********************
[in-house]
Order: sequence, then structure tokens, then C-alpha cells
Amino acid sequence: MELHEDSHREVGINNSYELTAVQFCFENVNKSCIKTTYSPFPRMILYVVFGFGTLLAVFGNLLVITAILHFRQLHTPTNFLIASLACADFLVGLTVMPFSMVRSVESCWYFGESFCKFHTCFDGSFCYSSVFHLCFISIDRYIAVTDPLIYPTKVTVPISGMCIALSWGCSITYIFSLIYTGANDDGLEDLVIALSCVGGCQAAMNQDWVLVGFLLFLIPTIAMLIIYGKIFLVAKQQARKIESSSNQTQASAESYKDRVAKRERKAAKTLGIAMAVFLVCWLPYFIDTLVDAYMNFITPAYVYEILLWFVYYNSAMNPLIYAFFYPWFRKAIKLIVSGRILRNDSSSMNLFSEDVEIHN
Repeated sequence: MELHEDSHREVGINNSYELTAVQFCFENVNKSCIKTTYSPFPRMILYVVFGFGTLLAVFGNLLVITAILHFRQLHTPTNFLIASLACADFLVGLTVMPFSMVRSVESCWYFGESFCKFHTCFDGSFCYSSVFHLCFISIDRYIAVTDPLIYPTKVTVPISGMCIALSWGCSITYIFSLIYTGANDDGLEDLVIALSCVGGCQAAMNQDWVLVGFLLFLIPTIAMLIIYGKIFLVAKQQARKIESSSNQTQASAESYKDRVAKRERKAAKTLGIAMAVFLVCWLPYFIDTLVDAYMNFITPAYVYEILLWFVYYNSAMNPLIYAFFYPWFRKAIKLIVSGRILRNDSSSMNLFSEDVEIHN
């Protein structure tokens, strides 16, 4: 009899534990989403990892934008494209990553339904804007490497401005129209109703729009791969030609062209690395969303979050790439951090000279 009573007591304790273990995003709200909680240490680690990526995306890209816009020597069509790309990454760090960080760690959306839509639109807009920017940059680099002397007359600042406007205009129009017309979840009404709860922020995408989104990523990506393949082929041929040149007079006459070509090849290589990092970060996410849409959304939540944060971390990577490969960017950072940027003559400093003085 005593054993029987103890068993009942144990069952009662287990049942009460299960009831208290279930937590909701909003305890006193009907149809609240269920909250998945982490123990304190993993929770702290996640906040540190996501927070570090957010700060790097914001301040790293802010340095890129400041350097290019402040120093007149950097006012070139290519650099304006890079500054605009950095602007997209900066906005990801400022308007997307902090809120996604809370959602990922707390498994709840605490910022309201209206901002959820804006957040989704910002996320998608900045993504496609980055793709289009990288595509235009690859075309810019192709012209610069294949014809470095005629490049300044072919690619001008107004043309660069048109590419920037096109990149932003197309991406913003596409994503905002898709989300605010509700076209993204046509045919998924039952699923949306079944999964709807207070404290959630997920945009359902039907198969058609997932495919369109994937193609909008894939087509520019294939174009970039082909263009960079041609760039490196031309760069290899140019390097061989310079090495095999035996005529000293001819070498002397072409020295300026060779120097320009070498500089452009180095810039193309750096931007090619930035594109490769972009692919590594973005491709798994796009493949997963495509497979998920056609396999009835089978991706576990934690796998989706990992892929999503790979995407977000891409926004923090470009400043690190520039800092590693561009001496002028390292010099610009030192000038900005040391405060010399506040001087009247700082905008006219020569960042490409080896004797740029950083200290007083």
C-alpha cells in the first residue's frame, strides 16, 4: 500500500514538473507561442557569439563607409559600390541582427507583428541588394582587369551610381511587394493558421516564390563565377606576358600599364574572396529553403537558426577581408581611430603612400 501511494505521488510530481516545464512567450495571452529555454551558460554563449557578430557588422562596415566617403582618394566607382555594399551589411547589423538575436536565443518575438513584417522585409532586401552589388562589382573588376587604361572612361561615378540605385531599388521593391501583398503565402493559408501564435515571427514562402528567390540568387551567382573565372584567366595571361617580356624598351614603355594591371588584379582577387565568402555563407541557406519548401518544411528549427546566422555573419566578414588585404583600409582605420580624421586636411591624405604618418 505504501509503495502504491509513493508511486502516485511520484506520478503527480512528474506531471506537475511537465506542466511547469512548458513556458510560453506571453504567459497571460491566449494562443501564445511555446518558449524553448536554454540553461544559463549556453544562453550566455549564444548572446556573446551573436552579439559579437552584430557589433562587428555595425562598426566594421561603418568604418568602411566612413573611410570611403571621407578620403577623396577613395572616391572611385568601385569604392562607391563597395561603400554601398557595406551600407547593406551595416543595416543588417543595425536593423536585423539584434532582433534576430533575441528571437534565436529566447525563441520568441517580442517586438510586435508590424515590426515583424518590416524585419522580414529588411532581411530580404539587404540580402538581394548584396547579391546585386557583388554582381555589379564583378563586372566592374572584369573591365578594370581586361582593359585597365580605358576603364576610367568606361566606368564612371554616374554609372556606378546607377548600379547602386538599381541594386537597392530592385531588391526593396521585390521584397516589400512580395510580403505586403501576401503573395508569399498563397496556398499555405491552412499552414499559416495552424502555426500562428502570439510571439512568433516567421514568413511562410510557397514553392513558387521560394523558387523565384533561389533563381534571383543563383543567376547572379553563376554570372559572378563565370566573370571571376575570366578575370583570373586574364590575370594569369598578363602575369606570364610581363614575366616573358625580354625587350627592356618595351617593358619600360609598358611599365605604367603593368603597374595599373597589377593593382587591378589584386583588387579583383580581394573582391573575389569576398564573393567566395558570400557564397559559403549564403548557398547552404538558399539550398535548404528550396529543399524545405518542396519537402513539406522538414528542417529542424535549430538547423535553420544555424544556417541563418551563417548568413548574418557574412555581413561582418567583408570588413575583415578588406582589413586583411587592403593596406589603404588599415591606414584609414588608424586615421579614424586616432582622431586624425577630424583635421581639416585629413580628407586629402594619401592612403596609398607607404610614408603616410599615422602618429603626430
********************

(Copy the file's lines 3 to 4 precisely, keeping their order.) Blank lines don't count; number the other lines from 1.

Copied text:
Amino acid sequence: MELHEDSHREVGINNSYELTAVQFCFENVNKSCIKTTYSPFPRMILYVVFGFGTLLAVFGNLLVITAILHFRQLHTPTNFLIASLACADFLVGLTVMPFSMVRSVESCWYFGESFCKFHTCFDGSFCYSSVFHLCFISIDRYIAVTDPLIYPTKVTVPISGMCIALSWGCSITYIFSLIYTGANDDGLEDLVIALSCVGGCQAAMNQDWVLVGFLLFLIPTIAMLIIYGKIFLVAKQQARKIESSSNQTQASAESYKDRVAKRERKAAKTLGIAMAVFLVCWLPYFIDTLVDAYMNFITPAYVYEILLWFVYYNSAMNPLIYAFFYPWFRKAIKLIVSGRILRNDSSSMNLFSEDVEIHN
Repeated sequence: MELHEDSHREVGINNSYELTAVQFCFENVNKSCIKTTYSPFPRMILYVVFGFGTLLAVFGNLLVITAILHFRQLHTPTNFLIASLACADFLVGLTVMPFSMVRSVESCWYFGESFCKFHTCFDGSFCYSSVFHLCFISIDRYIAVTDPLIYPTKVTVPISGMCIALSWGCSITYIFSLIYTGANDDGLEDLVIALSCVGGCQAAMNQDWVLVGFLLFLIPTIAMLIIYGKIFLVAKQQARKIESSSNQTQASAESYKDRVAKRERKAAKTLGIAMAVFLVCWLPYFIDTLVDAYMNFITPAYVYEILLWFVYYNSAMNPLIYAFFYPWFRKAIKLIVSGRILRNDSSSMNLFSEDVEIHN